Here’s a painful truth: I haven’t been particularly interested in photography lately.
I’ve spent months wondering whether I chose the right career path and self-flagellating about my abilities as a photographer while my camera has gathered dust in a corner (figurative dust—I’m still doing the work, of course). We planned our honeymoon around some of the most beautiful locales in the world, and in doing so, I saw it as an opportunity for me to re-connect with one of my great loves.
We flew to Casablanca from JFK, where we immediately hopped a train to Marrakech. One of the first places we went after we dropped off our gear was to Jemaa El Fna, the local medina.
As expected, I was immediately inundated with photographic opportunities. But, in that first day, I found myself in several situations where I was rebuffed for taking a photograph—sometimes aggressively, and sometimes by people who were such a tiny part of a larger photograph that I didn’t even realize they were in the frame! There were a couple of instances in which I paid for the ability to make an image, but the time frame I had in which to get it was extremely limited (the snake charmers decided I hadn’t given them enough dirham and one thrust a snake at me).
The second day went similarly. I literally got yelled at for taking a photo of a dead fish in a supermarket.
It may be unclear, so I feel I should point out that I am, as a rule, a photographer who prefers to remain inconspicuous. Courtesy is important to me. I tend to keep my distance. If I want to make a portrait, I ask. Nothing exploitative.
Last night, on the way home after the fish debacle, I decided to try something a little different: I decided to shoot from the hip. I pulled the viewfinder away from my face and steadied it against my stomach, cradling the lens with my left hand, index finger of the right hand poised to click the shutter. I’m guessing I looked a lot like a scared white tourist afraid of having her camera snatched (not the case, though a local did make a point of telling me to keep my camera and bag in front of me at all times, so I guess I used his advice for my own purposes). Whatever the case, it worked. I came home with a set of images that, while not at all what I’d wanted or expected, I do really love.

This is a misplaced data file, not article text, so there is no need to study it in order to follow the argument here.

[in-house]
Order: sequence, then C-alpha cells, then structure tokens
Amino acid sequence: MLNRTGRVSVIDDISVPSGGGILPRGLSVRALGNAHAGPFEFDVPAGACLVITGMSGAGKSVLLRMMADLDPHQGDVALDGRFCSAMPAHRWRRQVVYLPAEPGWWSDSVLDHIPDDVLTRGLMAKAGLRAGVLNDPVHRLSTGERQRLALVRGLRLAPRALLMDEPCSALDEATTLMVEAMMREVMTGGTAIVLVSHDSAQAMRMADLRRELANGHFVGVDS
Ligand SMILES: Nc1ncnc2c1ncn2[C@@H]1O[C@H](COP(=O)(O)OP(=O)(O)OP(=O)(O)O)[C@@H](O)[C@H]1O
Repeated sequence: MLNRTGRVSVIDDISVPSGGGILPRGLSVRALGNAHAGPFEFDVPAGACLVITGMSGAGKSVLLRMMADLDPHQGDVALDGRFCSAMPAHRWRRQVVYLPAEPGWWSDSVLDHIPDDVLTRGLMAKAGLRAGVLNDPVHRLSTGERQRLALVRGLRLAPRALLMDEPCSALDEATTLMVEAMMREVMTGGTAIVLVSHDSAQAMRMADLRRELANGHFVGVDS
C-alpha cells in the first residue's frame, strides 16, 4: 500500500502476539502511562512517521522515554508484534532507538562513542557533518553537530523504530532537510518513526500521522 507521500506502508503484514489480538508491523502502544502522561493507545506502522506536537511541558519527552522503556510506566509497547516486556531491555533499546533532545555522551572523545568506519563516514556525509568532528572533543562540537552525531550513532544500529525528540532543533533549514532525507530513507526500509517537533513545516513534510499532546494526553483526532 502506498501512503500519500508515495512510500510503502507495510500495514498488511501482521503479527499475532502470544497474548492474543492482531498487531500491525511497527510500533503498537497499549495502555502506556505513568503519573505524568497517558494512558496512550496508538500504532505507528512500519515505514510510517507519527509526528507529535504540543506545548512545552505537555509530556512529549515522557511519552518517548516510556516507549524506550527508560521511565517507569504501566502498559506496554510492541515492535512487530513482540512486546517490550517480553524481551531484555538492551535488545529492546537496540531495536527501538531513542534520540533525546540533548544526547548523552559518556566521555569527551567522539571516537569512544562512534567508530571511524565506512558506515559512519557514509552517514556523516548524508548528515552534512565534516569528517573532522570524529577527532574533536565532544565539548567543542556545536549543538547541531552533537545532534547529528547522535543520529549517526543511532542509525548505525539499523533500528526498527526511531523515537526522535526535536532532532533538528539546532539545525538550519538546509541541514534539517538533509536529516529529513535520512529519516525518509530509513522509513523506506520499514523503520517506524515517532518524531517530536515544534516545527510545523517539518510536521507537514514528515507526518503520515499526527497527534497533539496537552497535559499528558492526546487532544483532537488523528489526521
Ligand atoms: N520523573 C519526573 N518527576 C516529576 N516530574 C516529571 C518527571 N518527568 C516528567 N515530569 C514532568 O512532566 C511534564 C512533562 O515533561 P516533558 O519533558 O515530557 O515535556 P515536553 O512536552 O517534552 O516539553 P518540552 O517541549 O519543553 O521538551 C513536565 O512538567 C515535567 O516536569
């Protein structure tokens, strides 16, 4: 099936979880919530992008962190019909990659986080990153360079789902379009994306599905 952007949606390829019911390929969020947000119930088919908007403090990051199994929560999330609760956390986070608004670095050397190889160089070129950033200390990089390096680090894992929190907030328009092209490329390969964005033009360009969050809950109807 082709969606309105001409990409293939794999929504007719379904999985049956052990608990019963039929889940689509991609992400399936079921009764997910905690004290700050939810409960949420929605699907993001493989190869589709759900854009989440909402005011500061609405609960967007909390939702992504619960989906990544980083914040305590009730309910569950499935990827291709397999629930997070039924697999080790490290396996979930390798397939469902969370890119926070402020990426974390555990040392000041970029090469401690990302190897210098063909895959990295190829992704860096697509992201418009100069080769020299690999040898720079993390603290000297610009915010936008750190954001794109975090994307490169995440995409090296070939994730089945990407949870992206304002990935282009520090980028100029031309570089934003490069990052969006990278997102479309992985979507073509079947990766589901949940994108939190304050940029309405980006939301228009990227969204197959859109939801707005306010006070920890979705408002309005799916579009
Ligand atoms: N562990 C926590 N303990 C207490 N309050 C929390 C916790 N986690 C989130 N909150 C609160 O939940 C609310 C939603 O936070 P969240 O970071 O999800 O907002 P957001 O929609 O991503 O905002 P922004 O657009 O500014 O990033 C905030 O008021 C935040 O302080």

I posted a confused Facebook status about all of it today (after getting rebuffed, yet again, by a guy driving a donkey cart before I’d even raised my camera to shoot them from behind as a part of a larger street scene—I mean, the thought was actually occurring to me as he was giving me the what-for). I live in a city where tourists are constantly snapping photos around me, and I’ve learned to turn my head or jump out of the way. I have definitely been the victim of at least one asshole tourist who got within two feet of me, took a picture of my chest tattoo, and walked away without a word. I feel like I have a solid understanding of how irritating it is to have people in your face all the time, but the feeling here is different. Figuring it was a cultural difference I hadn’t accounted for, I got to Googlin’ and found that Muslims, in general, are not fond of cameras (or tourists with them)—especially dSLRs—for various reasons I’m too lazy to write about right now. Good to know, given that we’ve got another week in Morocco. We’re leaving for Fes tomorrow.
I’m going to have to get creative.